Will a Chapter 13 bankruptcy affect my credit rating? 

Your credit rating during and after completion of Chapter 13 will ultimately be based upon the personal opinion of any credit-grantor who looks over your credit record. Your credit record is a record of all your past credit performances. The record is made available to a creditor, and he or she makes up his or her own mind, by his or her own standards, as to whether or not he or she wants to grant credit to you.


Your bankruptcy will remain on your credit report for up to a period of 10 years, depending on the credit reporting agency’s policy. If you successfully complete a Chapter 13 plan and receive a discharge, many credit reporting agencies will report that information for only seven years because such agencies may not report a bankruptcy case on a person’s credit report after ten years from the date of the filing of a bankruptcy case.


When do I have to complete the financial management course? 

The enactment of the new bankruptcy laws which became effective on October 17, 2005, required that you complete a financial management and educational course prior to making your last and final Chapter 13 plan payment to the Trustee. If you fail to take the course, then the discharge of your Chapter 13 bankruptcy case will be denied. My office will contact you upon completion of your case to take the final debt counseling course. You have 30 days from the time my office contacts you to take care of this final matter.


What happens when all payments have been completed? 

Once enough money has been paid to the Trustee to complete all of your required payments, the Trustee will begin the process of closing your case. The closing process normally takes 6 to 8 weeks and is completed in the following order:

  • Court Audit. The Trustee’s office verifies that all claims filed in your case were paid correctly and all court orders were properly administered. If any problem is discovered, you and my office are notified.

  • Stop Payment. The Trustee’s office prepares a final report for the judge.

  • Final Report. The Trustee’s office prepares a final report for the judge.

  • Case Discharge. The judge signs an order discharging you from your scheduled debts. A “discharge” is an order, issued by the Bankruptcy Court, which permanently prohibits creditors from taking action to collect dischargeable debts against a debtor and with very limited exceptions, against income and property that a debtor acquires after the bankruptcy filing. When a debt has been discharged, the creditor can no longer enforce it. The discharge is the primary benefit most debtors receive from filing a bankruptcy. Some exceptions to the discharge include, but are not necessarily limited to, student loan debts, alimony or child support obligations, certain mortgage debts, criminal restitution and debts for driving while intoxicated resulting in injury or death.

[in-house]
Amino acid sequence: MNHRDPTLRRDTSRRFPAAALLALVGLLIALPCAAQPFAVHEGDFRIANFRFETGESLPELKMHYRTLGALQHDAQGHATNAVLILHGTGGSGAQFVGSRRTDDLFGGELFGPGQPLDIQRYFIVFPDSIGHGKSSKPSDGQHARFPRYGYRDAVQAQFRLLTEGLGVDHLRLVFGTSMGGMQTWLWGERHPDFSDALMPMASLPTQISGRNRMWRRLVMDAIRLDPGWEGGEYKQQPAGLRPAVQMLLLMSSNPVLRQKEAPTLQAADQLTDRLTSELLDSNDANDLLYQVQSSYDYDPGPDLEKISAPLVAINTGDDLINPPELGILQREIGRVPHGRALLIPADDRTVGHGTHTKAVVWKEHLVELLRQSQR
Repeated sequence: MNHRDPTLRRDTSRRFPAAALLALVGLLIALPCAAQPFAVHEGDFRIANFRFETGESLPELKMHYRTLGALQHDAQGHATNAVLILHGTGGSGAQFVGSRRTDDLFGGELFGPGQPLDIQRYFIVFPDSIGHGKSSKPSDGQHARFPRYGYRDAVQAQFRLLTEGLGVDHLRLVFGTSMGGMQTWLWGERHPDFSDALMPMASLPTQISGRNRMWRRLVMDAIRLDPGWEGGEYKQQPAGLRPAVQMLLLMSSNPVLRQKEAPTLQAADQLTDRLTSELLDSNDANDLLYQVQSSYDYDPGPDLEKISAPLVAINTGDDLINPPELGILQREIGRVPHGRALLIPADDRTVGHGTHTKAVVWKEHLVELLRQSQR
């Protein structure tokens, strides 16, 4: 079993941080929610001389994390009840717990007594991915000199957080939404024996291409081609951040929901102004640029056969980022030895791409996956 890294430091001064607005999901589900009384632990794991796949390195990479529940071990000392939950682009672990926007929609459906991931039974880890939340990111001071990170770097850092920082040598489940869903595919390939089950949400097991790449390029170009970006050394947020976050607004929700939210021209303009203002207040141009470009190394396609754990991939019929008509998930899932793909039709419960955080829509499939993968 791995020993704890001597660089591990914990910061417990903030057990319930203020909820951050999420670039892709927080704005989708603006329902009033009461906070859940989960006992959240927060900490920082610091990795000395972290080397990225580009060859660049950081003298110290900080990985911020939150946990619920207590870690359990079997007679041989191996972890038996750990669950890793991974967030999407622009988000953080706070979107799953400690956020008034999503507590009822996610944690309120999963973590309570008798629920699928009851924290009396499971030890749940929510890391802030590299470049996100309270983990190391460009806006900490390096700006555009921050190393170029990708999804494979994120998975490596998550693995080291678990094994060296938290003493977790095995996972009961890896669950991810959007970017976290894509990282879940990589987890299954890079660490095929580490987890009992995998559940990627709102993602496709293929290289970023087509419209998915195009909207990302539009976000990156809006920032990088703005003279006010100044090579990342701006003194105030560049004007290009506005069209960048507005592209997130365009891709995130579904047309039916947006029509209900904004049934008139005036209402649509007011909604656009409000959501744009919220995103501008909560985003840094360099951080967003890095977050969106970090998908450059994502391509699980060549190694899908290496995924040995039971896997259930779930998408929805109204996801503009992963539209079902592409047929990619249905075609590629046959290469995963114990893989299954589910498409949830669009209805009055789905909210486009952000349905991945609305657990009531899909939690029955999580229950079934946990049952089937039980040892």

• Notice of Discharge. The Trustee sends a notice to you, to your attorney and to your creditors. This tells you when your case was discharged by the judge.

  • Refund. After the judge discharges your case, you receive a refund from the Trustee if there is money remaining in your case.

  • Case Closing. This is the actual date that the Bankruptcy Court officially closes your case file with the court. Quite often this is the same date as the date the Discharge Order is entered in Chapter 13 bankruptcies.

How do I inform the credit reporting agencies of my Chapter 13 completion? 

You and my office will both receive copies of the Discharge Order. Approximately four to six weeks after the judge has discharged your case, your discharge papers will also be available at the courthouse. This legal document states that you have been discharged from your scheduled debts. The Trustee will not have copies of your discharge papers.


Make several copies of your discharge papers, and send copies to the three major credit bureaus:



P.O. Box 2002

Allen, TX 75013

(800) 392-1122



P.O. Box 2000

Chester, PA 19022

(312) 408-1050 for information


Equifax Information Services LLC

P.O. Box 740256

Atlanta, GA 30374

(800) 685-1111

Fax (404) 612-3150


You are entitled to receive a free credit report each year from one or all three of the major credit reporting agencies. One manner of obtaining these credit reports is by accessing and following the instructions to print the report. You should obtain a credit report approximately three to six months after the discharge process of your case has been completed to review the information to ensure that it accurately reflects the discharge of your case. Should you find any improper credit reporting, make sure to contact my office so that we can review your credit report for any discharge violations by your creditors. My office pursues these matters aggressively as well.


Where do I obtain the title to my property after completion of my Chapter 13? 

When a creditor has had a claim paid by Chapter 13, whether partially or in full, the creditor should, and usually does, send the “paid-in-full” papers to you. If any of your creditors hold liens on your motor vehicles, or in some cases a mortgage or deed of trust on your real property, then they are required to release the liens and encumbrances and send clear titles to you within 30 days of the issuance of your Discharge Order. Contact the creditor holding title, not the Trustee’s office, to obtain your titles. If you have any problems, please contact my office as such action could provide grounds for legal action against such creditors for actual damages, costs and the payment of your legal fees. It should also be noted creditors who refuse to deliver titles may violate State laws as well as the Federal

bankruptcy laws.